In 1955, Missionary Geneva Jolly was elected the Convention’s Fourth President. The Missionary workers and leaders during this period included Moda Mathis (Young’s Grove) secretary, and Elizabeth Linder (Philadelphia). Under Geneva Jolly’s leadership in 1969, the Young Woman’s Auxiliary (YWA’s) was organized. Missionary officers during that time included Juanita Harrison appointed as the YWA supervisor, (Rev.) Mary Jefferies secretary, Mary Gaffney Knuckles treasurer and YWA supervisor. We have very little written data on the work of President Jolly but it is evident she lead effectively for 18 years with the love of God and Power of the Holy Spirit carrying forward the purpose of the Missionary Convention, mission and to educate.

In 1957, the Thickety Mountain Baptist Association Assembly Building had been built under the leadership of Dr. J.W. Sanders, Sr., Moderator and was dedicated in March 1957. The Woman’s Convention fifth Sunday services and annual conventions were now held at the Thickety Mountain Baptist Assembly Building. Many still referred to this building as THE INSTITUTE.

In 1973, Missionary Mary Gaffney Knuckles was elected the Convention’s Fifth President. She had served in various capacities under President Jolly and was ready to receive the torch and accept the responsibility of vital and bold leadership. Officers serving during this tenure included Daisy Smith (Mt. Sinai) vice president, Dr. Bertha Harris assistant, Cora Bridges (Bethel) secretary, Rev. Rosa Hamilton (Gethsemane) YWA Supervisor, Mrs. Otis Jones; and later Gracie Berry (Limestone) (1976), in new office of second vice president. Later (Dr.) Bertha Harris (Limestone) was secretary, Tecora Watts, (Dr.) Mary Jones, Ola Copeland, Wyonnia Littlejohn, Minnie Sherrill, Elmeta Littlejohn (Limestone) pianist and director of Convention Choir, Octavia Harley, Julia Gaffney Lattimore, Hannah Linder (Philadelphia), Elvira Hunter (Island Creek), Fannie Oglesby (Shady Grove), Mother Wray (Mikes Creek) and others served in various capacities. The Woman’s Convention missionaries continued to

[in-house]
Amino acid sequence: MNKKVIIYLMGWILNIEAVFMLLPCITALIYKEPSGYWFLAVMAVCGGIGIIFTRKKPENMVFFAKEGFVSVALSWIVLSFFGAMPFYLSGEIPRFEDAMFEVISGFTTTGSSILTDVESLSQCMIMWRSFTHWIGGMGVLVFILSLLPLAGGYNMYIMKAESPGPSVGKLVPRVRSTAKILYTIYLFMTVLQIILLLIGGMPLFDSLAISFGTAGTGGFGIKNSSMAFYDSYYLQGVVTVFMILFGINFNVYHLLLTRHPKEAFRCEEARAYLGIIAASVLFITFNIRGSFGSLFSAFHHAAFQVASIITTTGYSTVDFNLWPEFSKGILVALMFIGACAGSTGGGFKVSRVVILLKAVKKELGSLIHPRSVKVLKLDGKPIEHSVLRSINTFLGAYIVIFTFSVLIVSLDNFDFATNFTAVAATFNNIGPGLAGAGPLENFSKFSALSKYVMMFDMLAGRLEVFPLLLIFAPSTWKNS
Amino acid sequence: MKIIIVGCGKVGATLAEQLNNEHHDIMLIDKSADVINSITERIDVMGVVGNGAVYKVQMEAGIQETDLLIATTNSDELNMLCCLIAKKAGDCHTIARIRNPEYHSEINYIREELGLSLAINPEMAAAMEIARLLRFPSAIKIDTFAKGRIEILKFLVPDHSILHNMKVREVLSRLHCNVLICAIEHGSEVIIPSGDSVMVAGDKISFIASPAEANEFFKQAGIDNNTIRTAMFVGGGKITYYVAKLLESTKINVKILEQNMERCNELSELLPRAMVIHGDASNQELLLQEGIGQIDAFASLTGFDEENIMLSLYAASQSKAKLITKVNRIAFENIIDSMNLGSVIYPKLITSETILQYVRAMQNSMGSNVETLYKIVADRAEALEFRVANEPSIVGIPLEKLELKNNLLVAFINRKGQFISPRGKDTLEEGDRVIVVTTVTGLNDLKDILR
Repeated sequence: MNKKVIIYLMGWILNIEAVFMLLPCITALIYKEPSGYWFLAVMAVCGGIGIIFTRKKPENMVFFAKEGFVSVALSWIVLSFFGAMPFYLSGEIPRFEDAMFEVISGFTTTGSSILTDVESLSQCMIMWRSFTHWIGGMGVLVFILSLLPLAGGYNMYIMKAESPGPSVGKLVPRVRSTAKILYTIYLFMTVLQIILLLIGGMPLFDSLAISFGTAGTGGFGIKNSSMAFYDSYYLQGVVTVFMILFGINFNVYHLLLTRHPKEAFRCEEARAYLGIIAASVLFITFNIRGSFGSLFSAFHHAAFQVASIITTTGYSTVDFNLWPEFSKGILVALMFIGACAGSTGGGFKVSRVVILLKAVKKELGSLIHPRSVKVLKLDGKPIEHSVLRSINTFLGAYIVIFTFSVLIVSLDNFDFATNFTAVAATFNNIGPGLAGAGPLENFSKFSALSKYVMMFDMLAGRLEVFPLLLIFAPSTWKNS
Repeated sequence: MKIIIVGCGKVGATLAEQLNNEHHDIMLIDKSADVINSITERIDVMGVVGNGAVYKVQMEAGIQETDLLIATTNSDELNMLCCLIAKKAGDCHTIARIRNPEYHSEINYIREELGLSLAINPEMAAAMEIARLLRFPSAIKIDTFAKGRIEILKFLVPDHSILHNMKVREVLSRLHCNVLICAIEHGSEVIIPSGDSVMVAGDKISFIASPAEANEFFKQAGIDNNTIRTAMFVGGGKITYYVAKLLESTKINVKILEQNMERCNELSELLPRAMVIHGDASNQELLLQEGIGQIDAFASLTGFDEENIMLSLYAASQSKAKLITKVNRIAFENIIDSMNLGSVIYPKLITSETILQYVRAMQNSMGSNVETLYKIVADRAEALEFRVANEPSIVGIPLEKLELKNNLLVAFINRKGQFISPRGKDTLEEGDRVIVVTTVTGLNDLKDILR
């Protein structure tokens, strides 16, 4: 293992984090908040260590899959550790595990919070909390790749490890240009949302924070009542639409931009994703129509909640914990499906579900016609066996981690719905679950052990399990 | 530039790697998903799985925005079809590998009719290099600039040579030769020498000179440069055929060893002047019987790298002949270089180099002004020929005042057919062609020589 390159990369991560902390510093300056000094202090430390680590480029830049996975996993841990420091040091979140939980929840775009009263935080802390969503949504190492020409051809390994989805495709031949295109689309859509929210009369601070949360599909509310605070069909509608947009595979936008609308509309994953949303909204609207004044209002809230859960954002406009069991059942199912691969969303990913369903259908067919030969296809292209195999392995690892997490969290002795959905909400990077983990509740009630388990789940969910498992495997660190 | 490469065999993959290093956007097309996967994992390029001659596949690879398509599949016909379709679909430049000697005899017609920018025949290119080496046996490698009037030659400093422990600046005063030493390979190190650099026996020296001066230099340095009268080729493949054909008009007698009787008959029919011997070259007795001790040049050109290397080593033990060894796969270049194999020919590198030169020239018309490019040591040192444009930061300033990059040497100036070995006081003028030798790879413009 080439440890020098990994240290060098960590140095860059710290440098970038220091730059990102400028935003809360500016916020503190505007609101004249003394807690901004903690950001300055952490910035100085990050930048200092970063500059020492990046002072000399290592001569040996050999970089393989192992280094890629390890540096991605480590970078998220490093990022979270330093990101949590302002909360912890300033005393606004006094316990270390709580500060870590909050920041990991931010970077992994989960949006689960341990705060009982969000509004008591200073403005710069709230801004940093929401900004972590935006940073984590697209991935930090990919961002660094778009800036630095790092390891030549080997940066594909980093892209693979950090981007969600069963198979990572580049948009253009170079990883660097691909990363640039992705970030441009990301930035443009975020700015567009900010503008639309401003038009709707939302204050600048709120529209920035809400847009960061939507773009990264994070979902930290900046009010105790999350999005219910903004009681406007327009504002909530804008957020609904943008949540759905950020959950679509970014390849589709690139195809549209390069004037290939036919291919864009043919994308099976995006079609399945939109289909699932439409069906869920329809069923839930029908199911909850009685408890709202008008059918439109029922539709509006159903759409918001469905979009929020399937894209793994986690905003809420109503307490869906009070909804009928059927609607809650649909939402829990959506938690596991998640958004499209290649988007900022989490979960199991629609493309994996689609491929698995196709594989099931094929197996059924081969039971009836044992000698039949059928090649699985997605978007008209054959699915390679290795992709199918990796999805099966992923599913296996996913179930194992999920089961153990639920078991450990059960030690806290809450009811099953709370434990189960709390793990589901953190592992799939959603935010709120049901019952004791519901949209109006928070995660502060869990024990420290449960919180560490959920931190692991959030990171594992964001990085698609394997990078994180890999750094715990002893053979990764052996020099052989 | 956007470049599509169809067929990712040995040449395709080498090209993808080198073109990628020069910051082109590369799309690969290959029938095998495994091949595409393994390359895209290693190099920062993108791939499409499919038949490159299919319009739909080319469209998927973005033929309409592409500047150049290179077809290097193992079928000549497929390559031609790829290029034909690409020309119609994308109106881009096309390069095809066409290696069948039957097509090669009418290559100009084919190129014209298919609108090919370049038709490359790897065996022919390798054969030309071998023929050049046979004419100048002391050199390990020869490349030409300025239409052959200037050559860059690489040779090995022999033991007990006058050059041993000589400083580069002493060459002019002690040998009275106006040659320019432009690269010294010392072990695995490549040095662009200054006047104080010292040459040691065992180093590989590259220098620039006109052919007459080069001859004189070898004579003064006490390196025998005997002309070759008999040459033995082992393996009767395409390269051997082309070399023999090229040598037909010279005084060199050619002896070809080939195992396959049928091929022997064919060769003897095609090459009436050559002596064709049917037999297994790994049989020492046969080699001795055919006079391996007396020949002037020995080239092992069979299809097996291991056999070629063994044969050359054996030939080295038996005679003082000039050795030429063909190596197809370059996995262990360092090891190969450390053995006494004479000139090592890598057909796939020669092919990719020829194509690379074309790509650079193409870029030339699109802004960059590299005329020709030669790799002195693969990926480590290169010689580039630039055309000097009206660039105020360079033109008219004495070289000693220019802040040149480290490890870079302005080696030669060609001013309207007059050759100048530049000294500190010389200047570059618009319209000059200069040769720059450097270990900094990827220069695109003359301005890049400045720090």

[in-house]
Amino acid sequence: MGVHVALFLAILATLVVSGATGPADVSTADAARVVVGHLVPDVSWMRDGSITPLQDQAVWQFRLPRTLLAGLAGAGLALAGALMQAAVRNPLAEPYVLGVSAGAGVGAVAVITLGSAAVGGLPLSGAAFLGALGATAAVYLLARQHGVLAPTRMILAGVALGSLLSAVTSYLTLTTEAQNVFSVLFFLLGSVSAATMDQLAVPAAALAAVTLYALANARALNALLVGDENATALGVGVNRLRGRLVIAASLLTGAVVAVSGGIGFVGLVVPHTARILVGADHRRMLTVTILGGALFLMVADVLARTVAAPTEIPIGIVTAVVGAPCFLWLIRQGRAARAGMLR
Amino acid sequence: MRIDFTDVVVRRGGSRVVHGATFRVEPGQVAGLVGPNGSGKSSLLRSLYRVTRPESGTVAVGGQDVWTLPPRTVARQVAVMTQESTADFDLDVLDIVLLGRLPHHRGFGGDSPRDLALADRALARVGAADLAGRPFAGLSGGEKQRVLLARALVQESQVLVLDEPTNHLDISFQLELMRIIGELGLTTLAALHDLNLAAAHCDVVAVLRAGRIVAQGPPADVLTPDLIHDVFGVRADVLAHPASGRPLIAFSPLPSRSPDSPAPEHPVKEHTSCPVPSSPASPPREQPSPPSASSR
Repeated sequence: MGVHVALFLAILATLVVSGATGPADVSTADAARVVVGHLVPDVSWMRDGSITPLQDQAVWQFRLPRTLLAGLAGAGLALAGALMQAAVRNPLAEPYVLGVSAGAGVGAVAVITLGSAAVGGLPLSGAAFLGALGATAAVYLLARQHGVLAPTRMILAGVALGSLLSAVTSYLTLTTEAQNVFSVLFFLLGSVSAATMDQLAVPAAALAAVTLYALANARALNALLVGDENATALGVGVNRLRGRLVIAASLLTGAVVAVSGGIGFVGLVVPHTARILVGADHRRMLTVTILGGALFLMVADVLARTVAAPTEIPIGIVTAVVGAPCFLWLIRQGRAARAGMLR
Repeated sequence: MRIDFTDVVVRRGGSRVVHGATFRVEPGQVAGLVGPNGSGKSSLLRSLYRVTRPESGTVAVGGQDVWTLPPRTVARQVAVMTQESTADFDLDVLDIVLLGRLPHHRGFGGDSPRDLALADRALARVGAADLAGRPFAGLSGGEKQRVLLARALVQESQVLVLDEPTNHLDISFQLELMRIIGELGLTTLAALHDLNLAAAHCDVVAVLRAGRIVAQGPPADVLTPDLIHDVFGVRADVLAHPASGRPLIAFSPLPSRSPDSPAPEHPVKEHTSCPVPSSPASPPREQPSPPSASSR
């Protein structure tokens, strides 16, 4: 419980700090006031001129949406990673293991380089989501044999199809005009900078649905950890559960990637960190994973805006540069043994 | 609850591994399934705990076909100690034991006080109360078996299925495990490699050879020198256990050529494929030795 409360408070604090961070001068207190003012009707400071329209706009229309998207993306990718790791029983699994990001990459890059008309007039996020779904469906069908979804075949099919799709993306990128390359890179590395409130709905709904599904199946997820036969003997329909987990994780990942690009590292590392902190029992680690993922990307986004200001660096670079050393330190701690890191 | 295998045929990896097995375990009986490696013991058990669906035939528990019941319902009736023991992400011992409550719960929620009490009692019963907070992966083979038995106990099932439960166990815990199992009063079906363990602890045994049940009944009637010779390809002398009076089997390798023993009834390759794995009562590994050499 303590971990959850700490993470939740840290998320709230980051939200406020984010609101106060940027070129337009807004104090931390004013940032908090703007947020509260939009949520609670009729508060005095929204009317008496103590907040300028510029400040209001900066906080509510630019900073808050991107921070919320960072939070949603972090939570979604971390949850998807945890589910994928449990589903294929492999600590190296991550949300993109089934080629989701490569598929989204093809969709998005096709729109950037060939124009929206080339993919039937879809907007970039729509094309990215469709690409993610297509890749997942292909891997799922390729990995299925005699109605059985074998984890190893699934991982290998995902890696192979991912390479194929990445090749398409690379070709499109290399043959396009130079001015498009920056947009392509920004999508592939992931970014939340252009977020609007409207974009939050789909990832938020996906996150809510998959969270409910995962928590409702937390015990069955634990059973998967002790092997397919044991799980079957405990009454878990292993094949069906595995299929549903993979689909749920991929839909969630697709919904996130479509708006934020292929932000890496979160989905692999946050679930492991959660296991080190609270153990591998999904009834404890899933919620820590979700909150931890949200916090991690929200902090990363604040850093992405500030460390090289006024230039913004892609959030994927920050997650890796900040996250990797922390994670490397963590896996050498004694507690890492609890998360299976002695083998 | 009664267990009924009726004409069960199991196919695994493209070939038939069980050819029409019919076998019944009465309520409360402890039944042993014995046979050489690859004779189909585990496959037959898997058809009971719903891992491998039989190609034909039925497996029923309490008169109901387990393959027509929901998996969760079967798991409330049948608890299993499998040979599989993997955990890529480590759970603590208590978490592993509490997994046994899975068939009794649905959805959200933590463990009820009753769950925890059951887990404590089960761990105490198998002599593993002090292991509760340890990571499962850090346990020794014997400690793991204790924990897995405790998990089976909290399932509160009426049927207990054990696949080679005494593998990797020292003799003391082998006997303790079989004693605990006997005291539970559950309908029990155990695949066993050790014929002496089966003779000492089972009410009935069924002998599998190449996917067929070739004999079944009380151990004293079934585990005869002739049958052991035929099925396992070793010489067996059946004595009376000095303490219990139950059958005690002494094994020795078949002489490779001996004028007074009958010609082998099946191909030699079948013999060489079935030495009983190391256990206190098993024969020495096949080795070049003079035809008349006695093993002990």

grow stronger and matured in their mission objectives and activities to serve through education and mission. Two additional missionary auxiliaries were added, the Ministers’ Wives and Deaconess.

Being an educator, President Knuckles focused on training and beginning in 1975, the first of many missionary workshops were held yearly. Workshop presenters included Mrs. Hazel Posey Gaffney, missionary and educator/Tyger River Association; Dr. Anna Reuben, President of Morris College and Women’s State Convention; Dr. Arabella Rich, State YWA president; Mrs. Earl, NC Missionary Convention president; Dr. Mamie Coker, Woman’s State Convention president, Annie Littlejohn (Fernanders), from Gaffney who served as a missionary in East Africa for several years, Mary Knuckles Jones and others.

President Knuckles also served on the Woman’s State Educational & Missionary (E&M) Convention Board of Directors for 15 or more years preparing herself to continue visional leadership and develop networks and resources to benefit the Thickety Mountain Woman’s Convention that she loved so dearly. To motivate attendance at Quarterly Fifth Sunday Services, a worship and training service that had been a part of the Thickety Mountain Woman’s Convention for many, many years, she purchased a beautiful trophy as a competitive incentive. The church with the most persons in attendance was awarded the Attendance Trophy until the next fifth Sunday. The attendance increased with sometimes a hundred or more present as churches fought to win the trophy. Winners were publicized in the local newspaper. Knuckles was recognized with a Citation from Morris College President Dr. Luns C. Richardson, for her years of dedicated missionary service and her committed support of education and Morris College, Sumter, SC. during a 1982 commencement.

In 2001 (2001-2012 /11 years), Missionary Daisy Smith was elected the Conventions Sixth President. During her tenure, President Smith continued the fifth Sunday quarterly services and missionary workshops. Having a loving spirit, she worked diligently visiting convention churches during their missionary programs and oftentimes was invited to be their guest speaker. She also helped churches organize missionary circles at their local churches. She had a winning smile and was loved by her missionary co-laborers. Officers serving during her tenure included Tecora Watts vice president, Dr. Bertha Harris secretary and vice president, Jessie Manning secretary, Shirley Smith secretary, Wyonnia Littlejohn treasurer, Rubye Sanders Junior Supervisor, Dr. Mary Jones, publicity secretary, and others. The Convention continued to let its light shine for kingdom building. Under President Smith’s leadership, Rev. Omigene Proctor and Angela Dawkins were appointed Junior Missionary coordinators for the purpose of helping Sis. Rubye Sanders.